The death of Ethiopia's Prime Minister Meles Zenawi, widely condemned for human rights violations during his two decades of rule, offers a fresh opportunity for change, human rights groups said Tuesday.
"The 21 years of Meles Zenawi's rule were characterised by ever-increasing repression and widespread human rights violations," Claire Beston, Amnesty International's Ethiopia researcher told AFP.
"The government and the next Prime Minister should take the opportunity for change represented by the succession of Meles Zenawi to move towards a greater respect for human rights," she added.
Meles' much criticised 2009 anti-terrorism law has seen multiple opposition figures and journalists, including two Swedes, jailed for lengthy terms, and should be overturned, said the New York-based Human Rights Watch.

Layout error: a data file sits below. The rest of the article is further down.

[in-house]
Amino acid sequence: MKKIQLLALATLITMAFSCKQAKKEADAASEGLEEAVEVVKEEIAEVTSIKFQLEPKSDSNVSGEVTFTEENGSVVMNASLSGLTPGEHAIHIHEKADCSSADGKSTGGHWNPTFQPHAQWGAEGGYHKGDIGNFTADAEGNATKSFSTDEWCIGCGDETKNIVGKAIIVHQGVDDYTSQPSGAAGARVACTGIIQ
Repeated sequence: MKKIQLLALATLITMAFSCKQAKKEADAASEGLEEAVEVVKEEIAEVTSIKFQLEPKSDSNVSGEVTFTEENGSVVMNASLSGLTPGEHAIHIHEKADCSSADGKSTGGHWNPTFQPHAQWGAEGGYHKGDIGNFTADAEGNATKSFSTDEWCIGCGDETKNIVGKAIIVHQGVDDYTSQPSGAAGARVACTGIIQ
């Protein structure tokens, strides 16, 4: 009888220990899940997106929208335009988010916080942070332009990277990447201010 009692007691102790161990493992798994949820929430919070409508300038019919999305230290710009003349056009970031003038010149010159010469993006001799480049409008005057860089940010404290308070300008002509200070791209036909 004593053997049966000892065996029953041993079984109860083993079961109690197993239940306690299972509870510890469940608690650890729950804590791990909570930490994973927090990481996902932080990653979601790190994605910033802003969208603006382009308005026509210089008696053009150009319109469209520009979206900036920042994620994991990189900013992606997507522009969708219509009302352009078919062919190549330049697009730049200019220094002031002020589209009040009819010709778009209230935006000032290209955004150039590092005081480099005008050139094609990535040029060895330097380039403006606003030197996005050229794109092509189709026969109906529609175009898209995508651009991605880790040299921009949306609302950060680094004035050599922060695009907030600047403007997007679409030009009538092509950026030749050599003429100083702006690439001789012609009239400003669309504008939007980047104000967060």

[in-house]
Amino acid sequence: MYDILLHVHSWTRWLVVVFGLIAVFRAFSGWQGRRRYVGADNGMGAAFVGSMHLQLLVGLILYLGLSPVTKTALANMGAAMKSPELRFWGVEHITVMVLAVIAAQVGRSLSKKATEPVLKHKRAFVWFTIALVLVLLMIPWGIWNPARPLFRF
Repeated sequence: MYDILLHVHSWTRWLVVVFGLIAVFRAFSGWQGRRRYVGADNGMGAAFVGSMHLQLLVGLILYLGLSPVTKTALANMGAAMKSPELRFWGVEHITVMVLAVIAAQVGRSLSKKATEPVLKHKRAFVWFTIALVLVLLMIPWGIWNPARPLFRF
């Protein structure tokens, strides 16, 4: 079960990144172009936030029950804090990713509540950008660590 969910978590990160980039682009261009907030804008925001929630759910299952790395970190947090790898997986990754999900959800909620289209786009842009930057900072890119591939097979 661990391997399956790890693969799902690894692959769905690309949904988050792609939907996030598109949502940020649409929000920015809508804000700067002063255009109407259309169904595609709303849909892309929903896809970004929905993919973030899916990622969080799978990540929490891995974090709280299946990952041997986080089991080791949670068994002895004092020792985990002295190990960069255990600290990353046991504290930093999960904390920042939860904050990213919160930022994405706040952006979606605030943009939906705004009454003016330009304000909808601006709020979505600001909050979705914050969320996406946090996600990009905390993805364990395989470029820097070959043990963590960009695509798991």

"Ethiopia's leadership should demonstrate its commitment to human rights reform by taking urgent steps to amend or repeal some of the most damaging legislation, including its anti-terrorism laws and restrictions on civil society," said Leslie Lefkow, HRW's deputy Africa director.
"It should release the scores of political prisoners who are unlawfully detained and make clear that the transition will result in a meaningful opening of political space."
Critics say the anti-terrorism law is too vague and has helped quash freedom of speech and peaceful political dissent.
"Freedom of information suffered many setbacks under Meles Zenawi," Reporters Without Borders told AFP.
"We hope the next prime minister will understand the need to release journalists who are being held unjustly, as their detention is seriously damaging Ethiopia's image."